In Drilling Down,
we wrote about Elizabeth Chandler, a veterinarian in western Colorado.
Dr. Chandler has been observing health changes in livestock, including
goats, pigs and cattle, that are kept near natural gas production
activities. She is particularly concerned about reproductive changes,
including unexplained, dramatic increases in birth defects,
stillbirths, and reduced fertility, where she has ruled out other
potential medical causes through testing. One hog farmer estimates his
losses at more than $50,000. We also wrote about Rick Roles, who
observed reproductive changes in his horses and goats, and ranchers in
New Mexico who have lost cattle that were exposed to oil and gas waste.
Other parts of the country are now reporting livestock impacts from
oil and gas production. Oil and gas chemicals are suspected as the
cause of the deaths last week of 16 cattle in Louisiana. A Pennsylvania farmer is concerned about the recent deaths of four cattle. A
farmer in Arkansas told me about her concerns that natural gas
production is the cause of death and other health effects in her cows.
Almost 25% of her cattle died when kept in a pasture where three wells
were drilled above the water source - a loss of over $35,000. She has
also observed stillbirths, birth defects, and drastic reductions in
milk production. Tests indicated lead, arsenic, barium and other heavy
metals that are above safe levels in their soil and water. A goat
farmer in Oklahoma who is located across the road from oil and gas
activities told me that her goats stopped producing milk; she sold them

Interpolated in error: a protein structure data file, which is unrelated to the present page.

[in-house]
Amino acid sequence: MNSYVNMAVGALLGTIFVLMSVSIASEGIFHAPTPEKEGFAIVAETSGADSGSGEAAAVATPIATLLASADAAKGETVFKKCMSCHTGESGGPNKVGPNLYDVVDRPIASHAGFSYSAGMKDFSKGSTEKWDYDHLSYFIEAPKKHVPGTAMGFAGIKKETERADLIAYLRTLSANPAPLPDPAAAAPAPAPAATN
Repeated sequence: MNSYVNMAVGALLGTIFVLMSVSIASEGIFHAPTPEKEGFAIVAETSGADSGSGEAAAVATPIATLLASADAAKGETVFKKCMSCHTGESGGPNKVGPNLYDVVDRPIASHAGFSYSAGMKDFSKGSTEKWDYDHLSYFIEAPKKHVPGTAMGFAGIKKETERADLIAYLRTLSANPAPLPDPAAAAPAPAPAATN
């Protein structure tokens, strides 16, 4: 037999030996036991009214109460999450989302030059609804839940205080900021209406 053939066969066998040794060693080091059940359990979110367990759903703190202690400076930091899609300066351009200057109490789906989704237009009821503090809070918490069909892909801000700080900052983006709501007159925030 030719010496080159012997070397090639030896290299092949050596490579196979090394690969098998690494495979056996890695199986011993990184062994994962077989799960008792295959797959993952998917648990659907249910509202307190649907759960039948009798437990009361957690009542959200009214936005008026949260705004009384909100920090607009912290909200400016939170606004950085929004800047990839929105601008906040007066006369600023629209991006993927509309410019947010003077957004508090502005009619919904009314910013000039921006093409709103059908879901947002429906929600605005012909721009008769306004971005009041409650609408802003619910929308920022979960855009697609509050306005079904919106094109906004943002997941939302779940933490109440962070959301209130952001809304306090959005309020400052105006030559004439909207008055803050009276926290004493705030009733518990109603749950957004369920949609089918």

all and her farm is now in foreclosure.
A 2000 study looked at possible associations between oil and gas
operations and cattle reproduction and mortality, and found an
increased risk of stillbirths linked to exposure to flaring of sour gas
(gas with high levels of hydrogen sulfide).
A 1991 study reviewed seven cases of suspected poisoning of livestock
related to oil and gas materials in Oklahoma, cases described as
routine in oil and gas producing areas of the state.
We should be concerned about all of these reports; we need more science
on this topic. Livestock incidents may be an indicator of contamination
of air and water that can impact humans as well as animals. In
addition, there may be risk to humans who eat or drink products from
 Waldner, C. L. et al.,
Associations between oil- and gas-well sites, processing facilities,
flaring, and beef cattle reproduction and calf mortality in western
Canada," Preventive Veterinary Medicine 50 (2001) 1-17.
 Edwards, W.C. and D.G.
Gregory, "Livestock Poisoning from Oil Field Drilling Fluids, Muds and
Additives," Veterinary and Human Toxicology 33 (5) October 1991,